“That’s all nonsense,” shrieked the worthy landlady; “and I mean to be paid.”
Mlle. Lucienne was quite calm.
“Well,” she replied: “don’t I pay you? Here are forty francs, —thirty in advance for my room, and ten on the old account.”
“I don’t want your ten francs!”
“What do you want, then?”
“Ah,—the hundred and fifty francs which you owe me still.”
The girl shrugged her shoulders.
“You forget our agreement,” she uttered.
“Yes. After the Commune, it was understood that I would give you ten francs a month on the old account; as long as I give them to you, you have nothing to ask.”
Crimson with rage, Mme. Fortin had risen from her seat.
“Formerly,” she interrupted, “I presumed I had to deal with a poor working-girl, an honest girl.”
Mlle. Lucienne took no notice of the insult.
“I have not the amount you ask,” she said coldly.
“Well, then,” vociferated the other, “you must go and ask it of those who pay for your carriages and your dresses.”
Still impassible, the girl, instead of answering, stretched her hand towards her key; but M. Fortin stopped her arm.
“No, no!” he said with a giggle. “People who don’t pay their hotel-bill sleep out, my darling.”
Maxence, that very morning, had received his month’s pay, and he felt, as it were, his two hundred francs trembling in his pockets.
Yielding to a sudden inspiration, he threw open the office-door, and, throwing down one hundred and fifty francs upon the table,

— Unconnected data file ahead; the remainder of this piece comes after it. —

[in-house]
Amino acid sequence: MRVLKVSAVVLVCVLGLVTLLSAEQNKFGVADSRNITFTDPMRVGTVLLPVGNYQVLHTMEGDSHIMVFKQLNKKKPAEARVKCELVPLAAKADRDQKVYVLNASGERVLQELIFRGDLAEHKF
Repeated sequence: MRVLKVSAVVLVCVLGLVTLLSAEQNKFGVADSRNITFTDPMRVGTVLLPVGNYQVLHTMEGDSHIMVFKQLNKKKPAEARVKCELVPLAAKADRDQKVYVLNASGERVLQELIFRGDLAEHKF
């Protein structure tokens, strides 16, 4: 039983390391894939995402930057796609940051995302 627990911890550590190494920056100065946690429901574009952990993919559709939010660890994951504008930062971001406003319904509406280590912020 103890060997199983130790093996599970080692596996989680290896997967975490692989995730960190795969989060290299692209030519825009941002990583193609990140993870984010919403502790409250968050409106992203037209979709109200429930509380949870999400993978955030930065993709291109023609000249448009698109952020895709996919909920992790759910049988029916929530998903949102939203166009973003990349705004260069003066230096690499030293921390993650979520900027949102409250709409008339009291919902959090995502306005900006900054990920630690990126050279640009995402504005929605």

“Here is your money, wretch!” he exclaimed. And he withdrew at once.
Maxence had not spoken to Mlle. Lucienne for nearly a month. He tried to persuade himself that she despised him because he was poor. He kept watching for her, for he could not help it; but as much as possible he avoided her.
“I shall be miserable,” he thought, “the day when she does not come home; and yet it would be the very best thing that could happen for me.”
Nevertheless, he spent all his time trying to find some explanations for the conduct of this strange girl, who, beneath her woolen dress, had the haughty manners of a great lady. Then he delighted to imagine between her and himself some of those subjects of confidence, some of those facilities which chance never fails to supply to attentive passion, or some event which would enable him to emerge from his obscurity, and to acquire some rights by virtue of some great service rendered.
But never had he dared to hope for an occasion as propitious as the one he had just seized. And yet, after he had returned to his room, he hardly dared to congratulate himself upon the promptitude of his decision. He knew too well Mlle. Lucienne’s excessive pride and sensitive nature.